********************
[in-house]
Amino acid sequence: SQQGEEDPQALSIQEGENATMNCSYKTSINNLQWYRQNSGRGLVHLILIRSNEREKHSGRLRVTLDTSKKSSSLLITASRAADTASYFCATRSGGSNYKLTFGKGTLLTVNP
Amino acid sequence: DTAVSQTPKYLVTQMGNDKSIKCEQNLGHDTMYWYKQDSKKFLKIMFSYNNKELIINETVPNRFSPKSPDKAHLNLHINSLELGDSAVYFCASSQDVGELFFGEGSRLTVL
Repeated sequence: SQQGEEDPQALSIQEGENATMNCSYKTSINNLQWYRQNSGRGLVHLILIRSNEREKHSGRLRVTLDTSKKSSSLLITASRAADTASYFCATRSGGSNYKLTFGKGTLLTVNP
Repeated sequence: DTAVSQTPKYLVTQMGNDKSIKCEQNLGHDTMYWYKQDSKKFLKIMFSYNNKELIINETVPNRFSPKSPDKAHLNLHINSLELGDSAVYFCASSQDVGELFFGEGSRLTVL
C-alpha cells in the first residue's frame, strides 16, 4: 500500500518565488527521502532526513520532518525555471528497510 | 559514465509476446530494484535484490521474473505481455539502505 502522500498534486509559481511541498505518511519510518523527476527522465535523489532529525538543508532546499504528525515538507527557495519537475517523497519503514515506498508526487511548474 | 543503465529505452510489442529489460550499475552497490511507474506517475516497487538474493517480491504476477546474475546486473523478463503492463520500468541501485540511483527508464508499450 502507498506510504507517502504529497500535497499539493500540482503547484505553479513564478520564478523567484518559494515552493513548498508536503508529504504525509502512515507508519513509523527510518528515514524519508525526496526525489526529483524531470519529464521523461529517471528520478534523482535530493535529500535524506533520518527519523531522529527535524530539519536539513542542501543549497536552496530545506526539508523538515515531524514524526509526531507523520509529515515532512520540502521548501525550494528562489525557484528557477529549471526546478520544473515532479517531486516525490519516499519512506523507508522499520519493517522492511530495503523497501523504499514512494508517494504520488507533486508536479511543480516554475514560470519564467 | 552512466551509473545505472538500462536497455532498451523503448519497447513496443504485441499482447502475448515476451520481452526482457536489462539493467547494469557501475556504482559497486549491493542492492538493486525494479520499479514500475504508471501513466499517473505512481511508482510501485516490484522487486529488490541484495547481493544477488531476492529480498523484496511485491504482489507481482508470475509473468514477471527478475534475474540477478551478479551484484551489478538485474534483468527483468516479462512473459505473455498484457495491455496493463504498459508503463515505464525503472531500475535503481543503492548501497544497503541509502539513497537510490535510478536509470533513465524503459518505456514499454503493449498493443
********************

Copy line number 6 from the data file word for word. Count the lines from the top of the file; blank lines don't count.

C-alpha cells in the first residue's frame, strides 16, 4: 500500500518565488527521502532526513520532518525555471528497510 | 559514465509476446530494484535484490521474473505481455539502505 502522500498534486509559481511541498505518511519510518523527476527522465535523489532529525538543508532546499504528525515538507527557495519537475517523497519503514515506498508526487511548474 | 543503465529505452510489442529489460550499475552497490511507474506517475516497487538474493517480491504476477546474475546486473523478463503492463520500468541501485540511483527508464508499450 502507498506510504507517502504529497500535497499539493500540482503547484505553479513564478520564478523567484518559494515552493513548498508536503508529504504525509502512515507508519513509523527510518528515514524519508525526496526525489526529483524531470519529464521523461529517471528520478534523482535530493535529500535524506533520518527519523531522529527535524530539519536539513542542501543549497536552496530545506526539508523538515515531524514524526509526531507523520509529515515532512520540502521548501525550494528562489525557484528557477529549471526546478520544473515532479517531486516525490519516499519512506523507508522499520519493517522492511530495503523497501523504499514512494508517494504520488507533486508536479511543480516554475514560470519564467 | 552512466551509473545505472538500462536497455532498451523503448519497447513496443504485441499482447502475448515476451520481452526482457536489462539493467547494469557501475556504482559497486549491493542492492538493486525494479520499479514500475504508471501513466499517473505512481511508482510501485516490484522487486529488490541484495547481493544477488531476492529480498523484496511485491504482489507481482508470475509473468514477471527478475534475474540477478551478479551484484551489478538485474534483468527483468516479462512473459505473455498484457495491455496493463504498459508503463515505464525503472531500475535503481543503492548501497544497503541509502539513497537510490535510478536509470533513465524503459518505456514499454503493449498493443